We cannot imagine a human society able to exist in the real world without taboos against random killing and taking. Society is cooperative action between individuals. Individuals cooperate to attain goals they cannot attain without cooperative action. How could a cooperative society exist if the goals attained by some individuals could be legitimately appropriated by other individuals by means of random killing and taking? Such a society could not exist, at least not for long. Rational individuals would not form such a society, nor would they long cooperate in such a society. However, human beings are clever and creative.

While no society can exist wherein random killing and taking are legitimate social actions, societies can and do exist in which specific acts of killing and taking are legitimate social actions. Cooperative individuals draw distinctions between certain acts of killing and taking based on social context. Most societies allow individuals to legitimately kill in self-defense. Most allow individuals to legitimately take in taxation. Thus, specific social acts of killling and taking which are not deemed legitimate in a particular society are regarded as taboo and are called murder and theft. Therefore, by variously and creatively defining the taboos of murder and theft, societies of cooperative individuals are able to exist in the real world wherein the goals of some individuals can be legitimately appropriated by other individuals by means of legitimatized killing and taking. Of course, the longevity of such a society still depends completely on the willingness of individuals to cooperate in such a society.

Social reformers who seek to create an egalitarian society by apportioning the total goods and services in that society more or less equally among all individuals in that society can only do so by legitimizing more and more social acts of killing and taking. This must be so because, as Mises points out, desirable goods and services are produced not by some disembodied force of nature, but by individuals. Now, all individuals in such a society may selflessly volunteer the products of their toil to the common store in full measure according to their ability. Moreover, all individuals in such a society may prudently take products from the common store in a measure congruent only to their needs. However, these individuals would be imaginary. They would not be individuals in the real world who may be selfish, greedy or ruthless. In order to implement their imaginary egalitarian society in the real world social reformers must control and suppress these undesired traits of certain human individuals. They do so by legitimizing social acts of suppression, i.e., specific acts of killing and taking performed on some by others.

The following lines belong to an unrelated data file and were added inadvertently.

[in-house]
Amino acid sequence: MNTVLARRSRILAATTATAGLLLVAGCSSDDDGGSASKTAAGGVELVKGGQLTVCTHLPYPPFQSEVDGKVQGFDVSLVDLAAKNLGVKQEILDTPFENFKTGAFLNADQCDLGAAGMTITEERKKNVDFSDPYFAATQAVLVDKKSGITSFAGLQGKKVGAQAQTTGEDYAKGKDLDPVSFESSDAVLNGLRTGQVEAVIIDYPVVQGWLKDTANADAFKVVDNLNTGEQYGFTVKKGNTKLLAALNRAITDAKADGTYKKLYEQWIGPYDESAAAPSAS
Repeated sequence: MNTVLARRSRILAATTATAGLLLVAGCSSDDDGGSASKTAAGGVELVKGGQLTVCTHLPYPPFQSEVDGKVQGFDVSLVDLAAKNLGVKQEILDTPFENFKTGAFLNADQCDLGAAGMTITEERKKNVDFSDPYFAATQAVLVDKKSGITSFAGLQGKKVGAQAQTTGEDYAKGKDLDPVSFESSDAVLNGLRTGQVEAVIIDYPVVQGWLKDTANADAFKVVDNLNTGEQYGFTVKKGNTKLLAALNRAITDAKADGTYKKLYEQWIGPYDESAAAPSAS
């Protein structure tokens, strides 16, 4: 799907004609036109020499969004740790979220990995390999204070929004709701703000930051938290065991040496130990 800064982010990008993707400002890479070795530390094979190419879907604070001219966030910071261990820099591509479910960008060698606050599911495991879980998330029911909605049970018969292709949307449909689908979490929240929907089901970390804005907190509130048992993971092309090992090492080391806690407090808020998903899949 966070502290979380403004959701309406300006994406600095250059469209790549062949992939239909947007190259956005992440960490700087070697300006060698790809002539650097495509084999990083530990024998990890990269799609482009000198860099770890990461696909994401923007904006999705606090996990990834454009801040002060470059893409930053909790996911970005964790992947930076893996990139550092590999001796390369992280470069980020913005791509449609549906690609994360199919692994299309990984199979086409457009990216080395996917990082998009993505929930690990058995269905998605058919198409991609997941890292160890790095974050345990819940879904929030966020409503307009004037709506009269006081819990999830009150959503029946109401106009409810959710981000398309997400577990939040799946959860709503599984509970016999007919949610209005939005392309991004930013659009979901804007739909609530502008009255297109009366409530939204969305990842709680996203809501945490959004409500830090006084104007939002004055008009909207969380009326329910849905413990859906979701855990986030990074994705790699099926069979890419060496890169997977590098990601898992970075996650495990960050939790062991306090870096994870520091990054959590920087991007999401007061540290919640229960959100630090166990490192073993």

That collectivist societies can exist is clear. Mises tells us why they cannot exist for long. Eventually and inexorably capital is consumed. As a result the total inventory of goods and services in the collectivist society diminishes. Consequently, the portion allocated to each individual diminishes and approaches nothing. The collectivist social reformers never understand that the cornucopia of riches they seek to divide and allocate among the masses exists only because of capital owned and employed by individuals. As the reformers socialize ends they simultaneously destroy the only means by which those ends can be attained.

In light of the above consider this latest Gallup Poll: Americans Divided on Taxing the Rich to Redistribute Wealth. According to the poll a representative number of Americans were asked: Do you think our government should or should not redistribute wealth by heavy taxes on the rich? 47% answered in the affirmative. Moreover, according to the attendent article, Gallup "polling last year found two-thirds of Americans in favor of the wealthy paying higher Social Security taxes as a way to help keep that system solvent."

With almost half of Americans putting themselves in the collectivist camp of social reformers, there is reason to despair for the future prosperity of our great nation. I wonder how many of these social reformers understand that the policies they advocate will inevitably and inexorably lead not only to their own impoverishment, but also to the destruction of the very engine that makes prosperity possible -- private property.

How many of these individuals will read and understand Mises' quotation above? How many will believe it?